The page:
Figure 1: Trend set to impact business growth positively/negatively up to 2022.
Source: Future of Jobs Survey 2018 by World Economic Forum.
Looking at Figure 1 in-depth, implementing this ‘new’ set of knowledge will not only allow affected sectors to sustain and optimize their businesses, but it will also put the whole ecosystem into a transition phase of “job shift.”
For example, the application of AI within the agriculture sector will reduce the cost and worries surrounding the process of fertilization.
With the help of AI, fertilizing the crops can be handled on time without human intervention. This allows owners to channel human labour to other areas of the business, improving resource utilization.
Skills to be Gone and Welcomed
Having mentioned how working culture may change and that specific jobs have already been affected by the pandemic, ‘skills’ would naturally be the (not-so) secret recipe in the mix. Whenever it comes to fitting a person to a job, the arsenal that a person possess has always been held at its spot.
That is why you and I would list down skills like articulacy in Microsoft Word, the Java program, etc., on our resumés or LinkedIn profiles. Not because universities told their students to do so, but because they understand what potential employers would seek when hiring. As per LinkedIn’s Research late last year, about 90% of hirers emphasized skill assessment results for candidate evaluation as it saves time and increases fairness in the hiring process.
Besides that, the ‘skills’ mentioned earlier are mainly known as ‘hard skills.’ In today’s work environment, soft skills such as creativity, critical thinking, problem-solving, and communication have grown to be more desired than ever. To quickly distinguish the two, in any work process (e.g., projects or tasks), hard skills would ensure output, whereas soft skills determine the quality of input.
The famous saying of “garbage in, garbage out” in analytics applies here as well; without proper input, ultimate results can only be sub-par. The automation of work that is said to be “replacing humans” refers to the replaceable hard skills, especially those requiring repetition and accuracy.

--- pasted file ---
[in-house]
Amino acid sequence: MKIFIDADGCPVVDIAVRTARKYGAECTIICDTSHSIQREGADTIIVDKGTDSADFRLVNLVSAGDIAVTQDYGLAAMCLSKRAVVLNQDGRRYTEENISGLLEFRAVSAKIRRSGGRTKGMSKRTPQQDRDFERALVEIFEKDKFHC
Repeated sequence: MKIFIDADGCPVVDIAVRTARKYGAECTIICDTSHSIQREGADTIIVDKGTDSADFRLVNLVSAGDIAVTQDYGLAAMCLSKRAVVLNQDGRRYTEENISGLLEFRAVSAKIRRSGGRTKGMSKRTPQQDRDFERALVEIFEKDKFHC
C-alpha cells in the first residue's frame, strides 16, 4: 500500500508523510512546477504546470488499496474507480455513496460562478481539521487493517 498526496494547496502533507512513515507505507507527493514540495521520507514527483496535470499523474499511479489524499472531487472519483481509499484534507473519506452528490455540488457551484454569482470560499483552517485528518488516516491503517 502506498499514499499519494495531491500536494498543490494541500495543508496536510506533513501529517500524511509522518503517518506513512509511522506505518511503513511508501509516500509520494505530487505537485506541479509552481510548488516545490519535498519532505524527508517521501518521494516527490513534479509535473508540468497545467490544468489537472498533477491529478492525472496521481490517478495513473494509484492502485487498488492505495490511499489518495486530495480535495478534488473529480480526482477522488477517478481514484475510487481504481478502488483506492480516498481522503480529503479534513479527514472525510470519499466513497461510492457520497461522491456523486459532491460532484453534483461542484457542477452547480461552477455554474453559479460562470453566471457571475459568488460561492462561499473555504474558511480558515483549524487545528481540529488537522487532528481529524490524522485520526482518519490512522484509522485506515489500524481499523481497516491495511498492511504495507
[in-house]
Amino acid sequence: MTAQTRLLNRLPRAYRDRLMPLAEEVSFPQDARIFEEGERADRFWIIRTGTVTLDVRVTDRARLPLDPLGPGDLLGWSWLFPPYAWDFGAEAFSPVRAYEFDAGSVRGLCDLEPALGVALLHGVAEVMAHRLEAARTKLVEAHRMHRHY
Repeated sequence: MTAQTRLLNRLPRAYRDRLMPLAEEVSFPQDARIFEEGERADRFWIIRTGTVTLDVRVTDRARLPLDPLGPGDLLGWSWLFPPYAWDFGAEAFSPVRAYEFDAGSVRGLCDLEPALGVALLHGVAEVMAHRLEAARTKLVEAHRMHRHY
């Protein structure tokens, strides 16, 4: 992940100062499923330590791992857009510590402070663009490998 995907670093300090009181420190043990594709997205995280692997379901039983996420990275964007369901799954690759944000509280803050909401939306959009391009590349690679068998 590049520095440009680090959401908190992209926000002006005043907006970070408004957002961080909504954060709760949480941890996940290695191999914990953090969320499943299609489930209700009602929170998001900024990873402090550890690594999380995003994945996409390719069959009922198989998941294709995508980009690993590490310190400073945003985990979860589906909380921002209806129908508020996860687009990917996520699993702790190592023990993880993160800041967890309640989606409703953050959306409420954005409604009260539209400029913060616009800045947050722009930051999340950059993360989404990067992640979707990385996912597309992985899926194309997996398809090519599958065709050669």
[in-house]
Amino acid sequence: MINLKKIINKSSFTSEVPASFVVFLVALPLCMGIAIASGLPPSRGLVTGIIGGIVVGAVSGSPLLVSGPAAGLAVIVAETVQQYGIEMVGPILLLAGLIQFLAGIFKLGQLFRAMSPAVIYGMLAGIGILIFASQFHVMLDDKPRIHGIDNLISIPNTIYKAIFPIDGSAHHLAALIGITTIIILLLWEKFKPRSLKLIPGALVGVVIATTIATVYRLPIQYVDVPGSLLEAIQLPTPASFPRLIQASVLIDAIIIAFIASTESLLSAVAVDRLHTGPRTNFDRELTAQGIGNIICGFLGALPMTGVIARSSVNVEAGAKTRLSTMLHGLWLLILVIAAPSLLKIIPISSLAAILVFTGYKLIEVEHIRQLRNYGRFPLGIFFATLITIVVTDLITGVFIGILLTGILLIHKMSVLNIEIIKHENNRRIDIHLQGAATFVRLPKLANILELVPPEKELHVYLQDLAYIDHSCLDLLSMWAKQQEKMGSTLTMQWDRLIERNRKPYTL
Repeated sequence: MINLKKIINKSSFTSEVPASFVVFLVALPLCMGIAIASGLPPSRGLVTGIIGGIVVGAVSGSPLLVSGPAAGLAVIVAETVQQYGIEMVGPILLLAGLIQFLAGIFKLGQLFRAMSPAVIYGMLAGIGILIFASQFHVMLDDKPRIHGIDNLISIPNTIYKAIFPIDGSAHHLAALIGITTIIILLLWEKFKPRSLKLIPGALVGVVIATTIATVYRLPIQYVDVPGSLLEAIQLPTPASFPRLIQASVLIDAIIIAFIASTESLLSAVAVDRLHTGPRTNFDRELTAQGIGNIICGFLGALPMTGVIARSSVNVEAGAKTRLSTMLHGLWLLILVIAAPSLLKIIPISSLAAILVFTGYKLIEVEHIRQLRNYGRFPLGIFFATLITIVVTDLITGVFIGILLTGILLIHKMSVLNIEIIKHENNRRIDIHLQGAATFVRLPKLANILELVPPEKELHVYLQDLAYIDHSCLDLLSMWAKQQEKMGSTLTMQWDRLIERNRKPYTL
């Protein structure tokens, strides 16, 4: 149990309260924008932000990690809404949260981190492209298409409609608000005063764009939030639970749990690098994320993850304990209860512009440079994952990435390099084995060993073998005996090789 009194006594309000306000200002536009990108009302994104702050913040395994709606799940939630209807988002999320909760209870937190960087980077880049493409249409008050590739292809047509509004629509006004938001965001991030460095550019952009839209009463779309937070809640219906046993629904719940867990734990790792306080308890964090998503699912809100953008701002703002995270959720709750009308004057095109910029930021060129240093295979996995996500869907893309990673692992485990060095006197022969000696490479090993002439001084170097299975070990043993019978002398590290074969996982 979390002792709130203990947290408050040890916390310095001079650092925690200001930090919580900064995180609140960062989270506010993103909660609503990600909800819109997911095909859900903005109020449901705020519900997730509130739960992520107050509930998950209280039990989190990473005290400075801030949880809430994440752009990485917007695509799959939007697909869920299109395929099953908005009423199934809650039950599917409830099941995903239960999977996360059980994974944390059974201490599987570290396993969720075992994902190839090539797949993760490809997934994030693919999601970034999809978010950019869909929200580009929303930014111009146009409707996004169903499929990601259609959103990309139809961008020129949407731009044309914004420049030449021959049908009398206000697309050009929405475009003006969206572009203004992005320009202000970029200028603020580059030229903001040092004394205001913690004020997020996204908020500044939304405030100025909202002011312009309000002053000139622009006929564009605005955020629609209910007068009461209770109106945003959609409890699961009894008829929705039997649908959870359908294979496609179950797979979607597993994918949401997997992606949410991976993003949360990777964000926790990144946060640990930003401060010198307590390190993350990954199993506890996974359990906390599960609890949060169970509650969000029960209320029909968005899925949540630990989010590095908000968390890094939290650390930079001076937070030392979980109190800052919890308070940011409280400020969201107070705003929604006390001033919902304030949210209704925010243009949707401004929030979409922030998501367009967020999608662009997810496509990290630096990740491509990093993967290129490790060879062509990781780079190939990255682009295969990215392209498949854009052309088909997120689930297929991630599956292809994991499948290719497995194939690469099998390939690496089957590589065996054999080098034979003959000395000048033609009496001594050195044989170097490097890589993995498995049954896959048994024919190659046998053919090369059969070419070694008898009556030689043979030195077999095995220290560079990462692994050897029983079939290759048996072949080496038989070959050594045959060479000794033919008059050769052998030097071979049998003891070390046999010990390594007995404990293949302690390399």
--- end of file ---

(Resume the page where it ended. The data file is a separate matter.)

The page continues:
In-demand Skills Today, 2018In-demand Skills Trending, 2022 Skills with Declining Demand, 2022
Figure 2: Comparing skills demand, 2018 vs 2022, top ten
Source: Future of Jobs Survey 2018 by World Economic Forum.
By today’s standards, when technology has come so far (and it only gets further). “The only constant in life changes,” said Heraclitus during a time when people could never have imagined the world we live in now.
According to the survey’s results above, a glance would provide the sense that skills in demand involve critical/analytical thinking and innovation. On the other hand, those who may be “out of fashion” are more mundane, repetitive, and manual.
Despite that, one should not think that they can pass on having such skills, but rather think of them as essentials or the bare minimum to be optimally functional, if not as rare talents in the distant future – think tailor-made clothing vs. off-the-rack clothing.
Google the phrase “data is the new oil,” and you will find plenty of reference points describing how a 21st-century employee would be most valuable if he/she possesses the ability to work with data efficiently. As more organizations understand the importance of data mining across their various functions, new hard skills such as data engineering and information modeling came.
Being “data-literate” seems less and less of an option because having your HR, Finance, Marketing, etc., enabled would win over having a full-fledged Data Science(DS) team solving all the essential problems factor – business knowledge. Rather than having to bring your business knowledge and problem to a DS expert, you can solve that concern within your context while he/she can focus on more complex issues. Hear cost-effectiveness ringing?
Despite the challenges and sufferings, one can also view this as a wake-up call for change. A not-so-gentle reminder that we live in an age of technology that came in a less orthodox manner.
For businesses, it begs the tolerance for another critical situation that may again require a distributed workforce – “can everyone see my screen?”.
For jobs, it invites us to relook at the relevance of employment in today’s economy – a silent nod if you were eating food delivered (more often than usual) from your favorite restaurants as you recall isolation at home.
For individuals, will you be ready when employers are calling for a professional who knows the dark arts of analytics?